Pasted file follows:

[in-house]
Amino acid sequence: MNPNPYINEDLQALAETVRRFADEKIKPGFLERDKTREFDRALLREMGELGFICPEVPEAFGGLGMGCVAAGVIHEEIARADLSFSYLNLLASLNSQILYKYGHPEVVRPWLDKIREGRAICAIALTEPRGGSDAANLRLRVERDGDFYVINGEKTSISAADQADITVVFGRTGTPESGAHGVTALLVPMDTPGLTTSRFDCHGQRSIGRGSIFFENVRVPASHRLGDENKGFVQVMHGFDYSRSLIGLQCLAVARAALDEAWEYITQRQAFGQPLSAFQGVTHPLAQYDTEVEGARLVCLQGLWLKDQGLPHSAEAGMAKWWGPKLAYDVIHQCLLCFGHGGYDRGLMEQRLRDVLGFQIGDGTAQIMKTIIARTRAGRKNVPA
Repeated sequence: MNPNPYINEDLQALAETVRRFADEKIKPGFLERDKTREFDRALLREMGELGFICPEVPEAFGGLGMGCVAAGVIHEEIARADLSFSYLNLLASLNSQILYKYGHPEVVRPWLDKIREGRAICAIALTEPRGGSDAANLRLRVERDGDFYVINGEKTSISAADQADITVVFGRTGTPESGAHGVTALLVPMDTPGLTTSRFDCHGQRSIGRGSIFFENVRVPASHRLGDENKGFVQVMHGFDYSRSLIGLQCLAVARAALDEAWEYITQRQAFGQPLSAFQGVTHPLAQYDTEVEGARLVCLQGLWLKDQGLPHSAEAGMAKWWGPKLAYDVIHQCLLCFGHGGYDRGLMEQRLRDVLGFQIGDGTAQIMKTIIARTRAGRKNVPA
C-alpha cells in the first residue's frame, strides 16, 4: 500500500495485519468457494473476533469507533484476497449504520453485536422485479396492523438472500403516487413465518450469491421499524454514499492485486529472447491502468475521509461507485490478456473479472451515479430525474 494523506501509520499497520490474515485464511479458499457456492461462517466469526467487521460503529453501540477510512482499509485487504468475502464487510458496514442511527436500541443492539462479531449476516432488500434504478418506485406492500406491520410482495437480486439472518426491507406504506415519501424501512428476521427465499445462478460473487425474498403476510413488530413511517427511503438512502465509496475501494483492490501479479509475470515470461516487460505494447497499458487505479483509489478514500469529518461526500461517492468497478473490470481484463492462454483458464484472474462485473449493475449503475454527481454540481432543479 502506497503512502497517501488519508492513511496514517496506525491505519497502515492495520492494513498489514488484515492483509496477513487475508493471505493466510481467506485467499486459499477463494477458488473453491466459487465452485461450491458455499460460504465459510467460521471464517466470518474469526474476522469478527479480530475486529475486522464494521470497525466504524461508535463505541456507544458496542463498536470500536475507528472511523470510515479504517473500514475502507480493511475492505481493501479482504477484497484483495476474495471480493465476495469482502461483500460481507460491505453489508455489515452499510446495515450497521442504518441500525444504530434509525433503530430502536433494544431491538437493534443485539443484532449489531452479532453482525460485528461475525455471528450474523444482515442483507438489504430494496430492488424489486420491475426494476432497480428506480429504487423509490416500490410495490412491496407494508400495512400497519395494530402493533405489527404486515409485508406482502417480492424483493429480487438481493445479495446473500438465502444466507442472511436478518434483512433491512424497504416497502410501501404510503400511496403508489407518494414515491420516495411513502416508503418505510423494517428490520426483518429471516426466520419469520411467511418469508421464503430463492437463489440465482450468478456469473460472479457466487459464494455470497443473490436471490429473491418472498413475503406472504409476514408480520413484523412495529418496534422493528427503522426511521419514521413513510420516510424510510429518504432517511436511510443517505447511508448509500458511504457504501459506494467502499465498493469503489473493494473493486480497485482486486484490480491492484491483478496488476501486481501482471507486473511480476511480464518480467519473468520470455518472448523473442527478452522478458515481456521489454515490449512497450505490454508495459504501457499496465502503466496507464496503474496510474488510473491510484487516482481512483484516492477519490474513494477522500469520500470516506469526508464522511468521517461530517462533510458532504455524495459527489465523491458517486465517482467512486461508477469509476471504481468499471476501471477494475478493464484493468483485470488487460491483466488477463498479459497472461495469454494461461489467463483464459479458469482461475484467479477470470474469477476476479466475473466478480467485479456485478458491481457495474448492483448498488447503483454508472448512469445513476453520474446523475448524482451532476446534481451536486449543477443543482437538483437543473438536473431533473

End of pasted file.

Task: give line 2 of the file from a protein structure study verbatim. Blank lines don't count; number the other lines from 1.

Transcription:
Amino acid sequence: MNPNPYINEDLQALAETVRRFADEKIKPGFLERDKTREFDRALLREMGELGFICPEVPEAFGGLGMGCVAAGVIHEEIARADLSFSYLNLLASLNSQILYKYGHPEVVRPWLDKIREGRAICAIALTEPRGGSDAANLRLRVERDGDFYVINGEKTSISAADQADITVVFGRTGTPESGAHGVTALLVPMDTPGLTTSRFDCHGQRSIGRGSIFFENVRVPASHRLGDENKGFVQVMHGFDYSRSLIGLQCLAVARAALDEAWEYITQRQAFGQPLSAFQGVTHPLAQYDTEVEGARLVCLQGLWLKDQGLPHSAEAGMAKWWGPKLAYDVIHQCLLCFGHGGYDRGLMEQRLRDVLGFQIGDGTAQIMKTIIARTRAGRKNVPA